The Yukon River provides a powerful sense of place for visitors to the Yukon-Charley Rivers National Preserve. For thousands of years, the Yukon has served as a summer and winter highway for travelers and residents, and has often been the only connection between isolated communities and camps on its banks and the outside world. Side-streams, such as Woodchopper, Coal, and Fourth of July Creeks, emptying into the Yukon from headwaters in the upland areas of the preserve, provide a different sense of place. The remains of old mining camps and operations scattered along the banks of these placer creeks are features of an historic mining landscape characteristic of some of the more remote areas of the preserve. A few features on this landscape, such as the Coal Creek dredge, are large and impressive, while others are almost invisible within their dense cloak of vegetation. Traditional cultural places, such as a former Han Athapascan occupation site (Charley's Village), are another source of connection between the land and its inhabitants within the boundaries of the preserve.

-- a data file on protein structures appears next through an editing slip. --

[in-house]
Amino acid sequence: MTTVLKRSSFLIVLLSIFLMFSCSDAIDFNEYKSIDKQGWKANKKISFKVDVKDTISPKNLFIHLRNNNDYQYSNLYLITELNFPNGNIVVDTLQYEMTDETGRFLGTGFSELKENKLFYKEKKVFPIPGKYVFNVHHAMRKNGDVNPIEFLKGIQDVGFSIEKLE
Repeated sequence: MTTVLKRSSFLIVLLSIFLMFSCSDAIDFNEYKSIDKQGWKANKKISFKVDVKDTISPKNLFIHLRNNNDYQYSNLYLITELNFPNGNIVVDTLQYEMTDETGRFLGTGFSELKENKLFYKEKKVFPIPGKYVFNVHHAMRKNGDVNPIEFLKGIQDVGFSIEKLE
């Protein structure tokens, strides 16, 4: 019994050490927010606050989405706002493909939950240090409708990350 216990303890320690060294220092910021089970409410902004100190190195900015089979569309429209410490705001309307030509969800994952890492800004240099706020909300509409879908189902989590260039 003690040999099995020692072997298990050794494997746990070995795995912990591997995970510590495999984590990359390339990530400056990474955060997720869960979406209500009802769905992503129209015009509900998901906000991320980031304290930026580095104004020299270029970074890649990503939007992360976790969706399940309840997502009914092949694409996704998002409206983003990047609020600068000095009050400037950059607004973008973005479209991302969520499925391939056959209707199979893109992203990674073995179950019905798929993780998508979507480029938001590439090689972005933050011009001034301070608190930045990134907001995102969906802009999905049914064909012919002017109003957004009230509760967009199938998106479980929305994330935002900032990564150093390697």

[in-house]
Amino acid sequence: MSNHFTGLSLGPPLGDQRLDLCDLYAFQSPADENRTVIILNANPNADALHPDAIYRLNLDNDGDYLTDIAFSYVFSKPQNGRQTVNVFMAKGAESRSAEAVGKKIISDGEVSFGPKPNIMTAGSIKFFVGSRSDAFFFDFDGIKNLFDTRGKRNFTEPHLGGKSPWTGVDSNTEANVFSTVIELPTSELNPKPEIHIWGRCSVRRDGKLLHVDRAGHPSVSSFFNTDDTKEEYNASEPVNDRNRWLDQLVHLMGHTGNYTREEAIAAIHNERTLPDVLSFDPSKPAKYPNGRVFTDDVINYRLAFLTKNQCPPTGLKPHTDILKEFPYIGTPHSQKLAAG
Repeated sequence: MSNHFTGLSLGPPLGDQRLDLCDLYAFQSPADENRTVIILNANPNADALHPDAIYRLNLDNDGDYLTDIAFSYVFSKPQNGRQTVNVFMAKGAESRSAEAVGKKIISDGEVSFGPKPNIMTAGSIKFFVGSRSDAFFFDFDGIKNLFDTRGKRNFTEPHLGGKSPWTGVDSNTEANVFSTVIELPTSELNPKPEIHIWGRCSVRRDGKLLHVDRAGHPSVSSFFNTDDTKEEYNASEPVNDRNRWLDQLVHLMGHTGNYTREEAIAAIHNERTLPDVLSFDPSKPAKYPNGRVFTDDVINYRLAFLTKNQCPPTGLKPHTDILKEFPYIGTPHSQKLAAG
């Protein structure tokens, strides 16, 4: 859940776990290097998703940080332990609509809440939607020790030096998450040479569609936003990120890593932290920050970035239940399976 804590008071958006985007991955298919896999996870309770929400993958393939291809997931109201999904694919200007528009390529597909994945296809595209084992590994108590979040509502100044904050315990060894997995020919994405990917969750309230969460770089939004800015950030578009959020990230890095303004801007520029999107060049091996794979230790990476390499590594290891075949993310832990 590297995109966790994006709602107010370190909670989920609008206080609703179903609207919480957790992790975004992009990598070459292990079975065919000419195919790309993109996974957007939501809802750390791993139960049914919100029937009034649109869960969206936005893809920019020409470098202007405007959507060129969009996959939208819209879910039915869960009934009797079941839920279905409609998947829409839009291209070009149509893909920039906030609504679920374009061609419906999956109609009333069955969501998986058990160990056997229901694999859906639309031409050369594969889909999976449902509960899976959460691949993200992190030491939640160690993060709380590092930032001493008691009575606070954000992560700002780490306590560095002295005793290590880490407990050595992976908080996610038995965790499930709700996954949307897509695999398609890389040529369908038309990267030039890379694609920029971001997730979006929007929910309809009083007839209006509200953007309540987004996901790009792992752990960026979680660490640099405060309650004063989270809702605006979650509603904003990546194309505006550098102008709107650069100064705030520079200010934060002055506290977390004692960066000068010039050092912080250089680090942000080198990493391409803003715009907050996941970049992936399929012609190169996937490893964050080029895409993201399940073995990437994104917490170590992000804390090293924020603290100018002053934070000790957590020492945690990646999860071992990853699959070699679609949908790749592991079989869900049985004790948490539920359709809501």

Did You Know?
The Washington Creek steam tractor was used in an effort to transport coal before it was determined that the coal in Yukon-Charley was too soft to be burned by sternwheelers.